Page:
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Do I need title insurance if I’m buying a condominium?

Yes. When you purchase a condominium, you technically do not own "land" but rather you own the "air space" inside the walls, ceiling and floor of your unit. Title insurance is available for a condominium, just as it is for a house on it's own parcel of land. To protect your interests, it is highly recommended that you purchase title insurance for your condominium unit.

A title search will be done when you are purchasing your condominium, just as it is when buying a house, and this search will reveal any defects in the title of the unit, along with any problems or liens which may occur against the condominium building or the complex itself. You will receive a deed to your own unit, plus an undivided interest in the common areas, such as the parking areas, walkways, yards, and pool. You also want to be sure that you will not be held liable for any unpaid bills or liens against the condominium association. If there are unpaid bills on the common areas, the association could prepare an affidavit stating that they have the money to pay the bill. If there is litigation regarding an unpaid bill, the association could post a bond or set the money aside for payment of that debt.

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How are title insurance premiums determined?

Title insurance premiums are determined by the amount and type of coverage provided. Unlike other insurance premiums, however, the title insurance premium is paid only once, as the policy is effective for as long as title or ownership remains in the name of the insured, his heirs or devises. Rates are filed with the insurance commissioner who regulates the activities of title insurers.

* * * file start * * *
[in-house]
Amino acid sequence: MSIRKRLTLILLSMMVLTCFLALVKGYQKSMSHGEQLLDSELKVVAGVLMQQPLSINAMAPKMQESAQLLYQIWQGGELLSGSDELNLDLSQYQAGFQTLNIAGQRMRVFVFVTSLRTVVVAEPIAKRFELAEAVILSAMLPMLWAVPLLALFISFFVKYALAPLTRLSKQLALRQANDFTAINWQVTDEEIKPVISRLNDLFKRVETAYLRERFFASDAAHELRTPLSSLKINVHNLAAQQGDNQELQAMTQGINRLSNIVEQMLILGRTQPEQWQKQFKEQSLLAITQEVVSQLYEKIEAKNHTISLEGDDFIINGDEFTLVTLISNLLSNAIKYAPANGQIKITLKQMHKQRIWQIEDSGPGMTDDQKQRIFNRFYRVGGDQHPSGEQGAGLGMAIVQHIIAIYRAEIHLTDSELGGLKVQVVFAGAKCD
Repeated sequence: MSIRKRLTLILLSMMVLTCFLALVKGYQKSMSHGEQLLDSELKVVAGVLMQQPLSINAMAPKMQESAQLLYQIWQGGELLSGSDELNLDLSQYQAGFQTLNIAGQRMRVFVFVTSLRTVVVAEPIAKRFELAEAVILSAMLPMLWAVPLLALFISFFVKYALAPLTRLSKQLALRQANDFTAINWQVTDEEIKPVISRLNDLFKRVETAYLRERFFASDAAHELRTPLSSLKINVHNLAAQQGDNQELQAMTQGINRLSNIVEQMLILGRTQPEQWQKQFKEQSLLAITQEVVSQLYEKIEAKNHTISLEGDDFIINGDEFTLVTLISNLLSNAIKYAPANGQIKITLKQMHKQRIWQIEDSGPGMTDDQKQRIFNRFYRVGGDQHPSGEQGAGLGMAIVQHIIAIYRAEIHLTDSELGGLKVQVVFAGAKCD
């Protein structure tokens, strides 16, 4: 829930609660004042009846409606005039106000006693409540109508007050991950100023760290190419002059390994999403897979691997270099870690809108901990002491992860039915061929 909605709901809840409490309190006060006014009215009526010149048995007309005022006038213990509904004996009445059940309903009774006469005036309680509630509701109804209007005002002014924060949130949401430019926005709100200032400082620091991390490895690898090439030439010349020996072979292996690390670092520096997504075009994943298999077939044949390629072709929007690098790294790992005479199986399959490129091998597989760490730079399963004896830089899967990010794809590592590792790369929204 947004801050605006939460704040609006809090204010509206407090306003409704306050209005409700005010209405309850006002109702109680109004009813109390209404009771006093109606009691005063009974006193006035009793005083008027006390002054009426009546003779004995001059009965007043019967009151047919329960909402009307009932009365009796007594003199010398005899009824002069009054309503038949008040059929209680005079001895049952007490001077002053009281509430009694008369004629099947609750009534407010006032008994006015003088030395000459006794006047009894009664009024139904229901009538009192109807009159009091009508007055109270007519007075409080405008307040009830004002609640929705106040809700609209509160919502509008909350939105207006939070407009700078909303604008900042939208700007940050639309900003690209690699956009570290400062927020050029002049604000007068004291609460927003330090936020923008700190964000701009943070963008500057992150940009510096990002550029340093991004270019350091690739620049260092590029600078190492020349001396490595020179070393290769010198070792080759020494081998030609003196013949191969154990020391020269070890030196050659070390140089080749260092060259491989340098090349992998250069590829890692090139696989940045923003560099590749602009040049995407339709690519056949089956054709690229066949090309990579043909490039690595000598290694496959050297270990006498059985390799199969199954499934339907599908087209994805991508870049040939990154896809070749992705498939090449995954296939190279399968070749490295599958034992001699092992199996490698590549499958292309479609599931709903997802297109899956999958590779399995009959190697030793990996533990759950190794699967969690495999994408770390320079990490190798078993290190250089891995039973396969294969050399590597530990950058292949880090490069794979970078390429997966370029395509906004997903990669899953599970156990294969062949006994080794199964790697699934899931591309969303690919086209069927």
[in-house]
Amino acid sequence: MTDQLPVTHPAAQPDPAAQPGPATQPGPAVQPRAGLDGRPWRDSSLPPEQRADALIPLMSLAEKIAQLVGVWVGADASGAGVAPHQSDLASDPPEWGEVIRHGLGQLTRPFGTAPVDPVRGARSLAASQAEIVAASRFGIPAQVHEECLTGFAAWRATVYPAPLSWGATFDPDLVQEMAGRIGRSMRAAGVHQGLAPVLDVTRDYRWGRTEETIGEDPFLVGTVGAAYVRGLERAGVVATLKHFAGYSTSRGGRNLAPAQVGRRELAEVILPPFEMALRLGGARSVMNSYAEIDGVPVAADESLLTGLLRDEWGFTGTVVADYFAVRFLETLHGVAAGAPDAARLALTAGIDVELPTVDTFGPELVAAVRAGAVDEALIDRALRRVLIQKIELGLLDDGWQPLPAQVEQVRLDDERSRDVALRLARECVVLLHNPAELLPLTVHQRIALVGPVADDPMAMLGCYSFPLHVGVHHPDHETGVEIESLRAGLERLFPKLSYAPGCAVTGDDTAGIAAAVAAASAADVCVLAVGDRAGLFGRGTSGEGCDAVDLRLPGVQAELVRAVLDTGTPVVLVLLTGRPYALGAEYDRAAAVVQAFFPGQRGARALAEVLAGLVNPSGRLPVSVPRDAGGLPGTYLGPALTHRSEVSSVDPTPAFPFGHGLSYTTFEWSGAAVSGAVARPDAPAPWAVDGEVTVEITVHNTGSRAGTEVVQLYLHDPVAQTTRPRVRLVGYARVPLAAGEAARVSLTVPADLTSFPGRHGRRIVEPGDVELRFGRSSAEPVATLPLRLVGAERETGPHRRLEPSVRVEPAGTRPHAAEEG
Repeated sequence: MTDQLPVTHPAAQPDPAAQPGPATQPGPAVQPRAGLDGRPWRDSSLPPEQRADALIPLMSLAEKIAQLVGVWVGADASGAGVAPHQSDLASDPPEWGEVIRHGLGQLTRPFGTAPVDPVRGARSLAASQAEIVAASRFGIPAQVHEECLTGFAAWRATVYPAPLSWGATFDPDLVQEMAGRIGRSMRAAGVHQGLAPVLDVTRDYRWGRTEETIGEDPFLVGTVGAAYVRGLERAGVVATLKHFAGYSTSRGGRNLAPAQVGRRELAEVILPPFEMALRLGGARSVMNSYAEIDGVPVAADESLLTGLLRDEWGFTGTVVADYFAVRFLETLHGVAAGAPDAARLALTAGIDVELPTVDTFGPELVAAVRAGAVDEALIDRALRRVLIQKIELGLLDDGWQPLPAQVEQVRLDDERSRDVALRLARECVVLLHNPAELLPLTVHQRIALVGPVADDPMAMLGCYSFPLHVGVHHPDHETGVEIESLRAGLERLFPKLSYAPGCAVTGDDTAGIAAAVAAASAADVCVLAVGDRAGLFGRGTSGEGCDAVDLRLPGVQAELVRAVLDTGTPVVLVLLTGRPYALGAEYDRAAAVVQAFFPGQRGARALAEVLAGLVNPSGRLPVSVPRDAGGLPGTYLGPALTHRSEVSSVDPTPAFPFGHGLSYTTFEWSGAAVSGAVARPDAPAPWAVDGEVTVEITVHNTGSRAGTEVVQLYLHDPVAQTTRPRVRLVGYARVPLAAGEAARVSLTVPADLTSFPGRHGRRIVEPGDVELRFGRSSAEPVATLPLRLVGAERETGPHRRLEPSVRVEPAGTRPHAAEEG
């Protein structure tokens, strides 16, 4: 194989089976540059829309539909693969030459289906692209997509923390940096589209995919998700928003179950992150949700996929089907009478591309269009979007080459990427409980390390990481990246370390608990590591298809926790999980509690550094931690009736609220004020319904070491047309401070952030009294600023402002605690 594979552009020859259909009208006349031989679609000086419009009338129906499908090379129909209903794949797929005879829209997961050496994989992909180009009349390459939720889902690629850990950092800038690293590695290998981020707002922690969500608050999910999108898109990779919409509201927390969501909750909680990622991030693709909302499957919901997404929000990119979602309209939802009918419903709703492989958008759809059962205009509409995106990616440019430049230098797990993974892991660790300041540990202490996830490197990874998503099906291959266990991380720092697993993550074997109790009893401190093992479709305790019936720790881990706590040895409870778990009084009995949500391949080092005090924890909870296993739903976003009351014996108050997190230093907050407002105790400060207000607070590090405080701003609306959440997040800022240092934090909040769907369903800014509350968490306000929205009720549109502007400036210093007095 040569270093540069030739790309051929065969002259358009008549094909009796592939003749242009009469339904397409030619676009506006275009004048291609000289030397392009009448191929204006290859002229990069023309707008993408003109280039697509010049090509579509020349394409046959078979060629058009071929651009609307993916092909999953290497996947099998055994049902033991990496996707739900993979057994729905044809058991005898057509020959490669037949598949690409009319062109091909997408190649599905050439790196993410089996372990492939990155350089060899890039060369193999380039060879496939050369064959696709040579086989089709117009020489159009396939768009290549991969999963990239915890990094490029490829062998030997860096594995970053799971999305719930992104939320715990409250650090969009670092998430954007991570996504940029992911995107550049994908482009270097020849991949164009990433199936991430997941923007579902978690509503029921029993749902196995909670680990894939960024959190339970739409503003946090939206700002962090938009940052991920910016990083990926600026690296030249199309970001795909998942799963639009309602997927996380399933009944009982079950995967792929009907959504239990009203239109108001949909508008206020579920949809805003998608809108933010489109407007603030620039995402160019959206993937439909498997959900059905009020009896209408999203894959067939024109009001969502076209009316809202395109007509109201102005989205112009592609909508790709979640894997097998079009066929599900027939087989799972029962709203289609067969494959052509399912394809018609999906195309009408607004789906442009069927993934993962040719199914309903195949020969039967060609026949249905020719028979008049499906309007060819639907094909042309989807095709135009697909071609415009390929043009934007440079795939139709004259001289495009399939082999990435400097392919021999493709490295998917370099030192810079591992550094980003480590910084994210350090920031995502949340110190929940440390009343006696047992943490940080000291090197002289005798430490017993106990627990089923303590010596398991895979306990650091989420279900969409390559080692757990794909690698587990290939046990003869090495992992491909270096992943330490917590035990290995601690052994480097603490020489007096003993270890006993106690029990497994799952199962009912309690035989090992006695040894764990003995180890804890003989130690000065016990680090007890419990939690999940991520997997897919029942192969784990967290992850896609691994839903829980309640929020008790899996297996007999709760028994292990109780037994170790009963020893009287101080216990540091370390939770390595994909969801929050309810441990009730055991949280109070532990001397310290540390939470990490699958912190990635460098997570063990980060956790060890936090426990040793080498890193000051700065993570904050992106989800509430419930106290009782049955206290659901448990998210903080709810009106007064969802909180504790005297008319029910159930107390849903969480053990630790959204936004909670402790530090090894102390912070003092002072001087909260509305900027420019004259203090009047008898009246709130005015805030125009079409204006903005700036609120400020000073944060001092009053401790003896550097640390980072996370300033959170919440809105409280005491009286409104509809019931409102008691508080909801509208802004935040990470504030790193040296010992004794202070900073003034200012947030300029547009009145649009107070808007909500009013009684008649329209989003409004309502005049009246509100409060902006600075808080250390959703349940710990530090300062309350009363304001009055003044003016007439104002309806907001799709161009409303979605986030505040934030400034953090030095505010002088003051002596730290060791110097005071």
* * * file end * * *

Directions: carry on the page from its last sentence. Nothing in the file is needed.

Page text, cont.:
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What are the primary differences between a Standard Owner's Policy and a Home Owner's Policy?

Click here to view a policy comparison chart for specific coverage details. Please contact us if you would like to discuss specific coverage details.

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Why does my lender require me to purchase a loan title policy?

Most lenders require a loan policy when they issue you a loan. The loan policy is usually based on the dollar amount of your loan. It only protects the lender's interests in the property should a problem with the title arise. It does not protect the buyer. The policy amount decreases each year and eventually disappears as the loan is paid off.

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I'm refinancing. Why do I need title insurance?